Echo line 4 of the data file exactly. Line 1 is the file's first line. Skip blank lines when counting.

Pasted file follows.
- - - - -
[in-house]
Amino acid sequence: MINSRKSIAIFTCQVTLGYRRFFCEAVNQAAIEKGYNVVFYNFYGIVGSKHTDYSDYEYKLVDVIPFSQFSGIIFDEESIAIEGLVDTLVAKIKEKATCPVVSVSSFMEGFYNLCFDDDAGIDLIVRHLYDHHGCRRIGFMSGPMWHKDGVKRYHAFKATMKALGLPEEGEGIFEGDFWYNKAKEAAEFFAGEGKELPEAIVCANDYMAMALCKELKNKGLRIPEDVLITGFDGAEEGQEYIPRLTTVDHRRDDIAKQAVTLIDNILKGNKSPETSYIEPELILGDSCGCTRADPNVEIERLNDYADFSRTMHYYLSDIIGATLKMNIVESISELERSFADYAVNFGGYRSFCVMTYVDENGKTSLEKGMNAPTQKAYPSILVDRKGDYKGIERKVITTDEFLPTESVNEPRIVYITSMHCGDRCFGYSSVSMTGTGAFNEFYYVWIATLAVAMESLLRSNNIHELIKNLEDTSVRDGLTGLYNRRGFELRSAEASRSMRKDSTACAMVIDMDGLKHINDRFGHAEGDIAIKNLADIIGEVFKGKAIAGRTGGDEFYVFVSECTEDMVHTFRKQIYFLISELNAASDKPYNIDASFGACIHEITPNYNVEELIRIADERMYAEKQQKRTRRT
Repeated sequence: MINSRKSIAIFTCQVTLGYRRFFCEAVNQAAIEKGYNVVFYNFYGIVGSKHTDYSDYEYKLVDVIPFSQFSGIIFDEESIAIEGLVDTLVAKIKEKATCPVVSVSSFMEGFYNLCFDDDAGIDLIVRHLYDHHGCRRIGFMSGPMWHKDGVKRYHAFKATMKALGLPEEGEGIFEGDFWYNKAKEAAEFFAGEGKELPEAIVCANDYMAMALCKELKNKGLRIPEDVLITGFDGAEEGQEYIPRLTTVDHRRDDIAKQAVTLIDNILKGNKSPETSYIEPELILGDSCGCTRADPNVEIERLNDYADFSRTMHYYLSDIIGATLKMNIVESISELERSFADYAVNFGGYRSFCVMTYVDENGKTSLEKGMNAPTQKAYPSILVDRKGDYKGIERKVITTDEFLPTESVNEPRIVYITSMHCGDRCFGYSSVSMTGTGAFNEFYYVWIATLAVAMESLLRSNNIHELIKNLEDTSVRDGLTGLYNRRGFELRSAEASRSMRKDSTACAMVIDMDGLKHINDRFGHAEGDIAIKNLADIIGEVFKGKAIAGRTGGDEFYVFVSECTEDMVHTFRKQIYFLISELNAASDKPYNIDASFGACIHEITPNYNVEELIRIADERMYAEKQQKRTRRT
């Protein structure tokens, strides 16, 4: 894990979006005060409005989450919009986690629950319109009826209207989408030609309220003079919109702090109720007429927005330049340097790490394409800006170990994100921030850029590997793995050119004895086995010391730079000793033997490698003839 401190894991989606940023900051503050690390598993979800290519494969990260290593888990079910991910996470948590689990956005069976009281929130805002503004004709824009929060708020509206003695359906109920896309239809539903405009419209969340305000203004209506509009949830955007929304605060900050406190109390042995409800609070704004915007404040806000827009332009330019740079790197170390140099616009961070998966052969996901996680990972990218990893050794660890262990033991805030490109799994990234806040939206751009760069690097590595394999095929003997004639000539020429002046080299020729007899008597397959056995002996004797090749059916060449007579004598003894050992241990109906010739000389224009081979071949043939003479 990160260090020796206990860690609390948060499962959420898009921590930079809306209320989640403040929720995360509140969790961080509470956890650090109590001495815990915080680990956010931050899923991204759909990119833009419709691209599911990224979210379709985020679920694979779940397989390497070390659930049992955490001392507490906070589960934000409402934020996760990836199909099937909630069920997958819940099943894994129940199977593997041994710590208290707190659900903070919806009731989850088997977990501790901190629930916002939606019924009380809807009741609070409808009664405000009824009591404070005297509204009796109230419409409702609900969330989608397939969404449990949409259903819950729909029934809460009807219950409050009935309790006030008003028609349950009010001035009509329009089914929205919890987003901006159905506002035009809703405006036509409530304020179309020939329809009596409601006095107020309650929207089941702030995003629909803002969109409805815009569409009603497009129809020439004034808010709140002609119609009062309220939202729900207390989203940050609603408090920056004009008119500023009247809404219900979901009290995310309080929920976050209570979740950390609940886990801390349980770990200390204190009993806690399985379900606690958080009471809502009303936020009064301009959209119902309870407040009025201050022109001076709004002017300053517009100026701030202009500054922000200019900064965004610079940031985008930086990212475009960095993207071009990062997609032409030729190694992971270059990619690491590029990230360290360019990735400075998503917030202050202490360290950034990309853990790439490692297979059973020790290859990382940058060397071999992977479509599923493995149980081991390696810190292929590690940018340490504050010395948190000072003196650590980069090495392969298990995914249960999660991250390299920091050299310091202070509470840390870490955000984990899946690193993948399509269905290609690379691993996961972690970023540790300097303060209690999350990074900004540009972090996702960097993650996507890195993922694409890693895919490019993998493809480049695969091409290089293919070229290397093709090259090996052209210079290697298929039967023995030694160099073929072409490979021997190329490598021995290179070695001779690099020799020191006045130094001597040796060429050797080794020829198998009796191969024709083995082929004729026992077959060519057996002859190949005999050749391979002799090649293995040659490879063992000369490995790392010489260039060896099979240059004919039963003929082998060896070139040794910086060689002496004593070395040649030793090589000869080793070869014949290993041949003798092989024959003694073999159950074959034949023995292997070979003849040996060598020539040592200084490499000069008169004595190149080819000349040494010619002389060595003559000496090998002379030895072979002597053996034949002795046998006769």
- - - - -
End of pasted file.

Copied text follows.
């Protein structure tokens, strides 16, 4: 894990979006005060409005989450919009986690629950319109009826209207989408030609309220003079919109702090109720007429927005330049340097790490394409800006170990994100921030850029590997793995050119004895086995010391730079000793033997490698003839 401190894991989606940023900051503050690390598993979800290519494969990260290593888990079910991910996470948590689990956005069976009281929130805002503004004709824009929060708020509206003695359906109920896309239809539903405009419209969340305000203004209506509009949830955007929304605060900050406190109390042995409800609070704004915007404040806000827009332009330019740079790197170390140099616009961070998966052969996901996680990972990218990893050794660890262990033991805030490109799994990234806040939206751009760069690097590595394999095929003997004639000539020429002046080299020729007899008597397959056995002996004797090749059916060449007579004598003894050992241990109906010739000389224009081979071949043939003479 990160260090020796206990860690609390948060499962959420898009921590930079809306209320989640403040929720995360509140969790961080509470956890650090109590001495815990915080680990956010931050899923991204759909990119833009419709691209599911990224979210379709985020679920694979779940397989390497070390659930049992955490001392507490906070589960934000409402934020996760990836199909099937909630069920997958819940099943894994129940199977593997041994710590208290707190659900903070919806009731989850088997977990501790901190629930916002939606019924009380809807009741609070409808009664405000009824009591404070005297509204009796109230419409409702609900969330989608397939969404449990949409259903819950729909029934809460009807219950409050009935309790006030008003028609349950009010001035009509329009089914929205919890987003901006159905506002035009809703405006036509409530304020179309020939329809009596409601006095107020309650929207089941702030995003629909803002969109409805815009569409009603497009129809020439004034808010709140002609119609009062309220939202729900207390989203940050609603408090920056004009008119500023009247809404219900979901009290995310309080929920976050209570979740950390609940886990801390349980770990200390204190009993806690399985379900606690958080009471809502009303936020009064301009959209119902309870407040009025201050022109001076709004002017300053517009100026701030202009500054922000200019900064965004610079940031985008930086990212475009960095993207071009990062997609032409030729190694992971270059990619690491590029990230360290360019990735400075998503917030202050202490360290950034990309853990790439490692297979059973020790290859990382940058060397071999992977479509599923493995149980081991390696810190292929590690940018340490504050010395948190000072003196650590980069090495392969298990995914249960999660991250390299920091050299310091202070509470840390870490955000984990899946690193993948399509269905290609690379691993996961972690970023540790300097303060209690999350990074900004540009972090996702960097993650996507890195993922694409890693895919490019993998493809480049695969091409290089293919070229290397093709090259090996052209210079290697298929039967023995030694160099073929072409490979021997190329490598021995290179070695001779690099020799020191006045130094001597040796060429050797080794020829198998009796191969024709083995082929004729026992077959060519057996002859190949005999050749391979002799090649293995040659490879063992000369490995790392010489260039060896099979240059004919039963003929082998060896070139040794910086060689002496004593070395040649030793090589000869080793070869014949290993041949003798092989024959003694073999159950074959034949023995292997070979003849040996060598020539040592200084490499000069008169004595190149080819000349040494010619002389060595003559000496090998002379030895072979002597053996034949002795046998006769």